In the simulated FOS-GRN, genes can take only two activation states: 0 for no expression and 1 for expression. Hence, by using combinations of Os and 1 s, we can describe all the possible initial conditions of the GRN. Figure 22 presents the so-called fan diagrams that show all the GRN configurations leading to each of the attractors. Knowing the relative sizes of the basins of attraction of each steady state is the key to exploring the robustness of each attractor in the face of perturbations.
ATALIA can also calculate the attractor that every possible initial condition will eventually reach and show this information in a tapestry of destinies. In such tapestries, each possible configuration of the GRN is represented by a square in a lattice and is colored according to the attractor it reaches. Moreover, ATALIA can draw a tapestry that represents the difference between the original wild-type tapestry and a mutant one (Figure 23). For example, if we want to know whether an ap2 mutation has a more or less drastic effect in terms of the GRN dynamics than a pi mutation, we can analyze the tapestries of ap2 and pi shown in Figure 23 and conclude that ap2 mutation has stronger dynamic effects than pi given the GRN postulated up to now. Given the complexity of the network involved, such predictions are impossible to make without a tool like ATALIA. As the regulatory interactions in other modules that participate in flower development are gradually uncovered, for each one the experimental data can be exhaustively mined and formalized in the form of a GRN topology and logical rules governing its components' interactions. ATALIA can then be used to explore their dynamics, validate the proposed GRN models by simulating experimental reports of mutants or overexpressing lines, and to postulate novel interactions. Eventually, two or more functional modules may be interconnected via common components to postulate GRN aggregates. Such an approach will be useful in beginning to uncover the types of microtopological trait that characterize the nodes connecting different functional modules, for example.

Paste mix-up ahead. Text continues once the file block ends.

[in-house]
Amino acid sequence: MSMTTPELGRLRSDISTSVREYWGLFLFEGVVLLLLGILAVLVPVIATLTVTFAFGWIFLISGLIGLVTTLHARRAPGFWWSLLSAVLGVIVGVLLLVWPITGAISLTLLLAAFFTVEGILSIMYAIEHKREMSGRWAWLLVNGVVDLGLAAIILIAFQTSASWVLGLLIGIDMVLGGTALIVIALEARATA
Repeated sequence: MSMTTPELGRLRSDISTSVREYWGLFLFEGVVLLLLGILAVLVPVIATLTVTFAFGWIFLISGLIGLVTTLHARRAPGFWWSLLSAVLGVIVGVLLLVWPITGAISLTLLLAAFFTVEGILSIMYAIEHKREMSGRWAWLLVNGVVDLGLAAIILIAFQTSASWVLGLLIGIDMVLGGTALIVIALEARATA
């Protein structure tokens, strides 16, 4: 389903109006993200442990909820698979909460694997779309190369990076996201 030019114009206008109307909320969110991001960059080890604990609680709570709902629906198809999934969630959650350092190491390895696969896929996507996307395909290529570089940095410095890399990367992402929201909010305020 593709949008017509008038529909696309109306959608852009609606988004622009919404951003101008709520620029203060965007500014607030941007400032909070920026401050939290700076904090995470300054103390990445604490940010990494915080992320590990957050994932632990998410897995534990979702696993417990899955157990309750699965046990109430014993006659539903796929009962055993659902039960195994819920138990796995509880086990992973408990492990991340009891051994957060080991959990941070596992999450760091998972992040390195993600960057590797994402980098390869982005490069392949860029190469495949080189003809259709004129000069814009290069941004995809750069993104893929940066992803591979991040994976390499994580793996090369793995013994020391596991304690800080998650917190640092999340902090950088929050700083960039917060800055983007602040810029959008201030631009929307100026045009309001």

We have illustrated the potential of using dynamic GRN models to understand cell differentiation using a relatively small and well-characterized module. Approaches used for small regulatory modules that are well-characterized in terms of molecular genetics, should feedback from functional genomic efforts that span the dynamics of a larger number of genes or proteins under diverse conditions and developmental stages or tissues.